Election flyer still under investigation
Jamestown Police Chief Thomas Tighe said Wednesday morning that island officials are still investigating the anonymous campaign letter that was mailed to island homes the weekend before the Nov. 3 town election.
Chief Tighe said Officer Derek Carlino was assigned to the case. Officer Carlino has interviewed several people, Tighe reported.
Chief Tighe declined further comment on the case because of the ongoing investigation.
There has been some debate around town about the validity of the state election law requiring people to sign all election advertising, posters and flyers.
“There’s a law on the books,” Chief Tighe said in response to a question concerning the ruling. “Based upon valid complaints received, we are investigating.”
Two candidates who were the target of the flyer and were defeated in the Nov. 3 election filed the complaints with the Jamestown police.
In an e-mail to the Jamestown Press, Steven Brown of the Rhode Island chapter of the American Civil Liberties Union, wrote, “Rhode Island General Laws 17-23-2, which was enacted more than 80 years ago, generally bans anonymous political campaign literature. However, in 1995, the U.S. Supreme Court struck down a very similar Ohio law as violating the First Amendment.”
“It has been our position that, as a result of that ruling, Rhode Island’s statute is also unconstitutional, though it remains on the books,” Brown said.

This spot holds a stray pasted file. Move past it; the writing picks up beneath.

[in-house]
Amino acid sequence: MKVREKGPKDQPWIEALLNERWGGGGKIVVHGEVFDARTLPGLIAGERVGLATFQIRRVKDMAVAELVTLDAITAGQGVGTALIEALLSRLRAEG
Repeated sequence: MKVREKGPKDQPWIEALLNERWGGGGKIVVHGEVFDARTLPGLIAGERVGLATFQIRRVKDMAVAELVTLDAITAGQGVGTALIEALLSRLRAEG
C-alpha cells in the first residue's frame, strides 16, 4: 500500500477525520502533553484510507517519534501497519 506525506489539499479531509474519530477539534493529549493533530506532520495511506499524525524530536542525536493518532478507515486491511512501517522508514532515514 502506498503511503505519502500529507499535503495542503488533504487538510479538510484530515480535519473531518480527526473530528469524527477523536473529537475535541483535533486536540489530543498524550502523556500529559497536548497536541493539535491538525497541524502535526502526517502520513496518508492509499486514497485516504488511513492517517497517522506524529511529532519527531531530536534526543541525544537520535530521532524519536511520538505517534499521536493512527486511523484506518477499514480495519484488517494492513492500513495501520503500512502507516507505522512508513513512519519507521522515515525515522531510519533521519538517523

Following is an excerpt of the U.S. Supreme Court ruling from McIntyre vs. Ohio Elections Commission:
“Under our Constitution, anonymous pamphleteering is not a pernicious, fraudulent practice, but an honorable tradition of advocacy and of dissent. Anonymity is a shield from the tyranny of the majority. It thus exemplifies the purpose behind the Bill of Rights, and of the First Amendment in particular: to protect unpopular individuals from retaliation – and their ideas from suppression – at the hand of an intolerant society. The right to remain anonymous may be abused when it shields fraudulent conduct. But political speech by its nature will sometimes have unpalatable consequences, and, in general, our society accords greater weight to the value of free speech than to the dangers of its misuse. Ohio has not shown that its interest in preventing the misuse of anonymous election-related speech justifies a prohibition of all uses of that speech. The State may, and does, punish fraud directly. But it cannot seek to punish fraud indirectly by indiscriminately outlawing a category of speech, based on its content, with no necessary relationship to the danger sought to be prevented.”